Wellington, New Zealand – It has been 50 years since New Zealand’s “dawn raids” and the 82-year-old father of Pacific Peoples Minister Aupito William Sio still cannot talk about it.
“How do you talk about something where you were made to feel helpless in your own home by an authority that was supposed to look after you and an authority you came to serve?” Sio said.
The dawn raids took place in the 1970s, involving people from the Pacific Islands who had migrated to New Zealand to work in the years following World War II.
One winter morning in 1974, the police – accompanied by dogs – came to the front door of Sio’s father’s property in Otara, Auckland. They demanded everyone in the house retrieve their passport to show they were legally entitled to be in New Zealand. Dogs were barking, people were screaming and the police chased Sio’s cousins from the garage. They were taken to jail minus their belongings and deported to Samoa.
Many Pacific Islanders moved to New Zealand after the war to boost the country’s depleted labour force. By 1976, they made up just over 2 percent of the country’s population, numbering 65,700 according to the national census. But they came under pressure amid the economic strife that roiled the country in the 1970s when the Labour Government decided to crack down on immigration. Between 1974 and 1976, there were numerous raids on the homes of Pacific families, often in the early morning or late at night. Thousands were arrested and deported.
After years of community-led lobbying – including a petition signed by 7,366 people that was presented in parliament in June – Prime Minister Jacinda Ardern announced the government would formally apologise for a policy that she acknowledged has caused “deep wounds” among New Zealand’s Pacific communities.
The apology is scheduled for August 1, 2021.
Sio says it is important New Zealand acknowledges selected racial profiling as part of its history.
“It’s the first move in removing the shackles of shame,” he said. “If we don’t learn and understand what happened and come up with excuses the same pattern of behaviour will manifest again. We need to accept that what happened was wrong and it is still wrong.”
A 1986 investigation by the Race Relations Conciliator into allegations of discrimination in the application of immigration laws found that between 1985-1986, while Pacific peoples made up a third of people who had remained after their visas had expired, they accounted for 86 percent of all prosecutions. In comparison, those from the United States and Great Britain, who also made up a third of all of those who had overstayed, accounted for only 5 percent of all prosecutions. According to the Ministry for Pacific Peoples, there were an estimated 5,000-12,000 who had done so between 1974 and 1976.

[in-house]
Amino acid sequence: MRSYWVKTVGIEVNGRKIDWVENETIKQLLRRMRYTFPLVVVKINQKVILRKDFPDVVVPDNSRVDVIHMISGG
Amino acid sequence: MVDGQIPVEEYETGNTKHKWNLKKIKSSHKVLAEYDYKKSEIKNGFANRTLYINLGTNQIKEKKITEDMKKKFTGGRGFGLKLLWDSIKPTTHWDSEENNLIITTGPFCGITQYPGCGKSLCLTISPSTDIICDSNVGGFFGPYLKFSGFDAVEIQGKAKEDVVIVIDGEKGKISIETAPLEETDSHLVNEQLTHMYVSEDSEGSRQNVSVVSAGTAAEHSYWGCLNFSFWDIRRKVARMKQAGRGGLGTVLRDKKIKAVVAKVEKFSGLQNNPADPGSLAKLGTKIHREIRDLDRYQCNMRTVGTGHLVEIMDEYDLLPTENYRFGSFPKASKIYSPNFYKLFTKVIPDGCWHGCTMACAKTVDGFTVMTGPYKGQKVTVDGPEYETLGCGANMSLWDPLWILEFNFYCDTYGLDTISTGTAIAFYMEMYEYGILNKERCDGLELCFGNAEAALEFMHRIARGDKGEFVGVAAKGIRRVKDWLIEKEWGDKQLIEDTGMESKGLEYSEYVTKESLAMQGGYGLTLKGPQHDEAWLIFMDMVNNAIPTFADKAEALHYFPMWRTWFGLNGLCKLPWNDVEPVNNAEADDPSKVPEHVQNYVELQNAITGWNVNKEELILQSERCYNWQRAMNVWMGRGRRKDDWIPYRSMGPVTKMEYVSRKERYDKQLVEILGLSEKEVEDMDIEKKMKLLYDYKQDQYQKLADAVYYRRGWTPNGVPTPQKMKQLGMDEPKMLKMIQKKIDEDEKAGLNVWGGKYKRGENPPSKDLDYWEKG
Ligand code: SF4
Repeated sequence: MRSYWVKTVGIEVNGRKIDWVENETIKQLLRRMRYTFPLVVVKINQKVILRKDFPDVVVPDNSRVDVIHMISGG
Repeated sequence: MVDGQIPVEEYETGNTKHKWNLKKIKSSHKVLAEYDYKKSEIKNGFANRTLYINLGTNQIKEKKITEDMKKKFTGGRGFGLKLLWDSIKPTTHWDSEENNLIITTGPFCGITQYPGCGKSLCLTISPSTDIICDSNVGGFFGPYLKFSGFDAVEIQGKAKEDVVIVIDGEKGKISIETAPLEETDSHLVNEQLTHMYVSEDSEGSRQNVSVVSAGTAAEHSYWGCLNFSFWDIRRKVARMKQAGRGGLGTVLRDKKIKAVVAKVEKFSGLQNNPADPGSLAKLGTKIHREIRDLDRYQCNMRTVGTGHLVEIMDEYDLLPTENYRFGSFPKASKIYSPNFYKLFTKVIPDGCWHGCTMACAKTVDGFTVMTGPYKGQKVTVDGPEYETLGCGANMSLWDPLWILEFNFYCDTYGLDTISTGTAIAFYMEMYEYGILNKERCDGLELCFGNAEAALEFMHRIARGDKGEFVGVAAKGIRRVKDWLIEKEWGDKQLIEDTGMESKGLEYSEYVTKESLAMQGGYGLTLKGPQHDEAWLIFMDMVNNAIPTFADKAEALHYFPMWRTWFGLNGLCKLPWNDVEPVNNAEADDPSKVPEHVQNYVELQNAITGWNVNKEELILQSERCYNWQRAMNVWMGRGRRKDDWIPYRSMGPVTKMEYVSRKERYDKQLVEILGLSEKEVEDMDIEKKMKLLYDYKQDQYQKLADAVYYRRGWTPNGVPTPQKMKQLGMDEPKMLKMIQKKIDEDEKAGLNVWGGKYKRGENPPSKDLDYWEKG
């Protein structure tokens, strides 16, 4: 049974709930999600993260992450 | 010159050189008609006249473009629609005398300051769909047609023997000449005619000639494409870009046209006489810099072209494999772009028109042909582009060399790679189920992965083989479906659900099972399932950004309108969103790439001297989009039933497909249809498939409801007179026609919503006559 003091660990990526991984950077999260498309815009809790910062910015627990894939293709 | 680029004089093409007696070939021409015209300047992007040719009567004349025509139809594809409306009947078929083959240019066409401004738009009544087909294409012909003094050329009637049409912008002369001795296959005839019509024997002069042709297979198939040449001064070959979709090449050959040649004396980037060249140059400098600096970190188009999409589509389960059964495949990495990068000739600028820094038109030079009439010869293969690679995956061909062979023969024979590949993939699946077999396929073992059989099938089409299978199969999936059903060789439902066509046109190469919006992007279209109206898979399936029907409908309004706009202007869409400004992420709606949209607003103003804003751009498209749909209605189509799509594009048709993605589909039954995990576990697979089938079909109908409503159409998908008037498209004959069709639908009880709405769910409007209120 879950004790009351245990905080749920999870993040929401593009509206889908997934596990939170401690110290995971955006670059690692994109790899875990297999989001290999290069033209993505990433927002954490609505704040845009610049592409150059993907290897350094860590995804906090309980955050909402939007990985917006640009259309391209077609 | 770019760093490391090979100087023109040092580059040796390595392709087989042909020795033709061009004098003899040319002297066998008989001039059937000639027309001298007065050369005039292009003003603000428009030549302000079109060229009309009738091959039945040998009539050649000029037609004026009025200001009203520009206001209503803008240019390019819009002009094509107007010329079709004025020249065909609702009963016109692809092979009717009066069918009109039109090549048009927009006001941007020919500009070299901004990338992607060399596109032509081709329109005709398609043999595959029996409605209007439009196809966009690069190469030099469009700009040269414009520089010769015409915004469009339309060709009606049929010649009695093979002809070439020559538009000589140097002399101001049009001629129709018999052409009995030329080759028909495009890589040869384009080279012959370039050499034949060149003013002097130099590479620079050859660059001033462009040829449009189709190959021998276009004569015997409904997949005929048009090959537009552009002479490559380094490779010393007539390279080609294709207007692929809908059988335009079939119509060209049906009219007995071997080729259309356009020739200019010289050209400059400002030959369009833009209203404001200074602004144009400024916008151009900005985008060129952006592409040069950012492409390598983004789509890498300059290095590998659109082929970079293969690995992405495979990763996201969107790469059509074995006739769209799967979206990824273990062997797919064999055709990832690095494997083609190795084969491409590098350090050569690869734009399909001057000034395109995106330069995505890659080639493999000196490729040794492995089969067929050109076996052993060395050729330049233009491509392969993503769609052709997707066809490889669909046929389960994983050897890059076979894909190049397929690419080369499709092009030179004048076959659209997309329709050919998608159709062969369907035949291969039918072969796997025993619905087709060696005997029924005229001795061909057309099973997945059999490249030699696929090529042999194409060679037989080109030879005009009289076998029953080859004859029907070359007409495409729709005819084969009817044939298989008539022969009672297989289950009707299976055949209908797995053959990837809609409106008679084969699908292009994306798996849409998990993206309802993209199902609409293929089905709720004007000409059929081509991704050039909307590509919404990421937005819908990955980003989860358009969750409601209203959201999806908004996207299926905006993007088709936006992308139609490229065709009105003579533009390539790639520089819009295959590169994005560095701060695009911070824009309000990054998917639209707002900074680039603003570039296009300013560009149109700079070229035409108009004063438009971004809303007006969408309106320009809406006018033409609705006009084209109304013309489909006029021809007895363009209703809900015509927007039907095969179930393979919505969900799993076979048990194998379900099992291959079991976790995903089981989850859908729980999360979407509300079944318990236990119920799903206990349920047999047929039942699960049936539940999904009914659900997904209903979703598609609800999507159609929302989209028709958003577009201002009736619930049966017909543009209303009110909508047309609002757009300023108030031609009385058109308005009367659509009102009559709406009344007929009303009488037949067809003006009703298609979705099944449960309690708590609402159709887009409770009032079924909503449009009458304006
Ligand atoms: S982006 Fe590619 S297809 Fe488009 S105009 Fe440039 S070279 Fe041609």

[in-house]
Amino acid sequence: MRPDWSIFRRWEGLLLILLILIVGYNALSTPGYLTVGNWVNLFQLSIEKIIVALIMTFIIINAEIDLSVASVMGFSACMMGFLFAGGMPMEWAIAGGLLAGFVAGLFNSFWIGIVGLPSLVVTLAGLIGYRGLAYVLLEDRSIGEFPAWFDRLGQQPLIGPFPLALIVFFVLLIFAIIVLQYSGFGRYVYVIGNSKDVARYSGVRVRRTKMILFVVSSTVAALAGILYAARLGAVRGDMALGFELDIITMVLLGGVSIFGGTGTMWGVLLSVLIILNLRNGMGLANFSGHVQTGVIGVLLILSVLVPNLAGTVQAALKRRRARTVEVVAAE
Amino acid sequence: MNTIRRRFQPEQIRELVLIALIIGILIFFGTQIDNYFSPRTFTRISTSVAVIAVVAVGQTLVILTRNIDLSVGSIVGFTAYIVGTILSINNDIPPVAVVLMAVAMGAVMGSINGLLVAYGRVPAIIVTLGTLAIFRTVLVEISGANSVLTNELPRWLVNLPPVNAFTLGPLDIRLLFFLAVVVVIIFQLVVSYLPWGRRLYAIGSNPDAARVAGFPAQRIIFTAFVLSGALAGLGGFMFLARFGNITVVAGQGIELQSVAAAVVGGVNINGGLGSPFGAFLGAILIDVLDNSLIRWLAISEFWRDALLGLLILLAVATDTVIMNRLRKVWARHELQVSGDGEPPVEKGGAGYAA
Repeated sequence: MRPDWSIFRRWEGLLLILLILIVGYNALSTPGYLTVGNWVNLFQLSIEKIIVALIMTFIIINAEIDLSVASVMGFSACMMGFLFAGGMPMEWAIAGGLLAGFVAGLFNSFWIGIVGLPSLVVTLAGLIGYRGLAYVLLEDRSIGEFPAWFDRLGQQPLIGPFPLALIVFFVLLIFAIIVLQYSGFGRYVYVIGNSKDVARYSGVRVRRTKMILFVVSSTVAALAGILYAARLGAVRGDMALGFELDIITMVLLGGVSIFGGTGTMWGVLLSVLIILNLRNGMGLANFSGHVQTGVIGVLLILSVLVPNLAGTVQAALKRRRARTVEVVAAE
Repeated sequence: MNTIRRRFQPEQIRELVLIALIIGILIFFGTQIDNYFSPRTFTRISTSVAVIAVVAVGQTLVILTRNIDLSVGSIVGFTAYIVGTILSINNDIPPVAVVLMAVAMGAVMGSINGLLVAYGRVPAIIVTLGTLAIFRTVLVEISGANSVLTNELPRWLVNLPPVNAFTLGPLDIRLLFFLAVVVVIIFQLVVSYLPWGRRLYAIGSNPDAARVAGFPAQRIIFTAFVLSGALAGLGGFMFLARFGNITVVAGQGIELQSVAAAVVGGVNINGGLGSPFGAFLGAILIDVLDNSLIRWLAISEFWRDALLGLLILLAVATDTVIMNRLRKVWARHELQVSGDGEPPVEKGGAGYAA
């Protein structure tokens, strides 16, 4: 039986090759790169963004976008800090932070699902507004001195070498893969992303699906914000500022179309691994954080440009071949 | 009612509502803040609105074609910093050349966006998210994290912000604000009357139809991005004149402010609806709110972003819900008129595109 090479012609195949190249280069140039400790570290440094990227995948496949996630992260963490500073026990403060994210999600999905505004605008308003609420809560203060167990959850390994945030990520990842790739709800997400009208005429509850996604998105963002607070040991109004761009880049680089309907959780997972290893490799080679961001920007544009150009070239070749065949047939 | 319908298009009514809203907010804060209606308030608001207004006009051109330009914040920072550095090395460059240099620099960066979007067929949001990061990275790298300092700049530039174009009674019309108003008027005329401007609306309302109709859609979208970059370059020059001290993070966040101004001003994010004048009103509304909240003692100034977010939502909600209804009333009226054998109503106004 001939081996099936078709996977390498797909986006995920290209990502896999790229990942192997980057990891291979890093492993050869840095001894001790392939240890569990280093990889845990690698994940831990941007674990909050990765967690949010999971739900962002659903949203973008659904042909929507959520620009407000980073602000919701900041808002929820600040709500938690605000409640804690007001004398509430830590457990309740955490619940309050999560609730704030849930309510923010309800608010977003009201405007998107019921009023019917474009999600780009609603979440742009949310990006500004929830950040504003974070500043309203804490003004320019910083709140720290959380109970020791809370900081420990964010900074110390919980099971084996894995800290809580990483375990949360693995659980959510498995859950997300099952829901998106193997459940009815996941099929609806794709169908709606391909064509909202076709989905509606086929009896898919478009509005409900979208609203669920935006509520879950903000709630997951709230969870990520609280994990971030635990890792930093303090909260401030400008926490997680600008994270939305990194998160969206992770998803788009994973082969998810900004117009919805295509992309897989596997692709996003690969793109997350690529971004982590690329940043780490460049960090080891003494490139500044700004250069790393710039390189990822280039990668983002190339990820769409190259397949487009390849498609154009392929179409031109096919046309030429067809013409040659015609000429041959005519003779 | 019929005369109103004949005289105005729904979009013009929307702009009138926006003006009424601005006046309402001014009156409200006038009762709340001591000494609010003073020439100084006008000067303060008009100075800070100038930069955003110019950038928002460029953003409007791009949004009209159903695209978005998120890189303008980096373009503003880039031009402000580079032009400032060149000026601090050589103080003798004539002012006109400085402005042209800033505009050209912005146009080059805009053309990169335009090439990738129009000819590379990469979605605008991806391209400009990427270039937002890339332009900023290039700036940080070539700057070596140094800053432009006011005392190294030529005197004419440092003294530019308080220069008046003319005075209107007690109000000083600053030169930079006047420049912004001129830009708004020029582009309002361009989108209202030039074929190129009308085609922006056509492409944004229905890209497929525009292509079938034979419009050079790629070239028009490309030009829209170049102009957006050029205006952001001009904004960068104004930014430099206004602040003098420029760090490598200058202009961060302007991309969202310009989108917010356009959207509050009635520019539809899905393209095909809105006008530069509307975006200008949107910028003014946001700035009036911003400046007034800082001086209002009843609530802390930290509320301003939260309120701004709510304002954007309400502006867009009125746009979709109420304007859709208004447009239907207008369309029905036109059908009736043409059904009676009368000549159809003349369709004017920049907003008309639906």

Benji Timu and Josiah Tualamali’i began the petition that was tabled in parliament in June after feeling frustrated that no official had recognised the inter-generational trauma resulting from the raids, a topic which was not brought up in school, Timu told Al Jazeera.
Timu, 27, has spent the last five years learning about his identity.
Of Samoan, Cook Island, and Niuean descent, he says he is only now learning about his culture’s struggles.
“A lot of people talk about the shame and guilt they’ve had to carry in order to stay in New Zealand. I see myself as part of the privileged diaspora of the Pacific. I can speak my language and English and I feel there’s a responsibility to stand up for my culture,” he said.
“It’s crazy to think we didn’t learn about this in schools. I’ve received no anti-racism education. The damage may be done and you can see the hurt has passed down two generations. It’s manifested in distrust in the police and the government. And there are a whole lot of things keeping our people at the bottom – whether that’s socioeconomically, educationally, or from a justice standpoint. An apology is the first start of the process for making things right.”
Pacific Islanders make up 8.1 percent of New Zealand’s five million people. National statistics dating back to 2013 suggest their median annual income was 8,800 New Zealand dollars ($6,145) lower than the median national income and over the three years from 2012 to 2014, about 28 percent of Pacific children lived in poor households, compared with 16 percent of children of European origin.
The petition also called for the implementation of a legacy fund to honour, acknowledge and financially support those families affected by the raids.